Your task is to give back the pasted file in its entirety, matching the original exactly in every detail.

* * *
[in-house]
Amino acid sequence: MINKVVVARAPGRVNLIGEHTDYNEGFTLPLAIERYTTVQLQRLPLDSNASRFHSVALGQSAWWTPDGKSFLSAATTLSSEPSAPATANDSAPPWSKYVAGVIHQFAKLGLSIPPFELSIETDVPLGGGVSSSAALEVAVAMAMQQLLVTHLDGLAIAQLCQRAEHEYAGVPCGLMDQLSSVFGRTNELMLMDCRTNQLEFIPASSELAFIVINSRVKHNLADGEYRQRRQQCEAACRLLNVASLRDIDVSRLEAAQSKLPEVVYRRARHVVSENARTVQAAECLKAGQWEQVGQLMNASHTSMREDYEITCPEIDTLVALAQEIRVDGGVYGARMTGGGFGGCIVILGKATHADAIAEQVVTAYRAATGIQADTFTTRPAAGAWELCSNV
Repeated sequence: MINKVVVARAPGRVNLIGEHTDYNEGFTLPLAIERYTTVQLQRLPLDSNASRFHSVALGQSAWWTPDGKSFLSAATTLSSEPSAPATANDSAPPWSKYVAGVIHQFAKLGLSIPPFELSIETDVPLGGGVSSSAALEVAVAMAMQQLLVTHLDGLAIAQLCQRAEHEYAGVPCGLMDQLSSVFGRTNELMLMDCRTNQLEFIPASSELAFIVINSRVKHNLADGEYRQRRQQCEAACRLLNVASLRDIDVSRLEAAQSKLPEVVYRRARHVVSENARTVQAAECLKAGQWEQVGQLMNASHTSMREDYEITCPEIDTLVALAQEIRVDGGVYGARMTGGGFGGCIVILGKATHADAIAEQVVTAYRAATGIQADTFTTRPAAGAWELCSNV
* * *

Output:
[in-house]
Amino acid sequence: MINKVVVARAPGRVNLIGEHTDYNEGFTLPLAIERYTTVQLQRLPLDSNASRFHSVALGQSAWWTPDGKSFLSAATTLSSEPSAPATANDSAPPWSKYVAGVIHQFAKLGLSIPPFELSIETDVPLGGGVSSSAALEVAVAMAMQQLLVTHLDGLAIAQLCQRAEHEYAGVPCGLMDQLSSVFGRTNELMLMDCRTNQLEFIPASSELAFIVINSRVKHNLADGEYRQRRQQCEAACRLLNVASLRDIDVSRLEAAQSKLPEVVYRRARHVVSENARTVQAAECLKAGQWEQVGQLMNASHTSMREDYEITCPEIDTLVALAQEIRVDGGVYGARMTGGGFGGCIVILGKATHADAIAEQVVTAYRAATGIQADTFTTRPAAGAWELCSNV
Repeated sequence: MINKVVVARAPGRVNLIGEHTDYNEGFTLPLAIERYTTVQLQRLPLDSNASRFHSVALGQSAWWTPDGKSFLSAATTLSSEPSAPATANDSAPPWSKYVAGVIHQFAKLGLSIPPFELSIETDVPLGGGVSSSAALEVAVAMAMQQLLVTHLDGLAIAQLCQRAEHEYAGVPCGLMDQLSSVFGRTNELMLMDCRTNQLEFIPASSELAFIVINSRVKHNLADGEYRQRRQQCEAACRLLNVASLRDIDVSRLEAAQSKLPEVVYRRARHVVSENARTVQAAECLKAGQWEQVGQLMNASHTSMREDYEITCPEIDTLVALAQEIRVDGGVYGARMTGGGFGGCIVILGKATHADAIAEQVVTAYRAATGIQADTFTTRPAAGAWELCSNV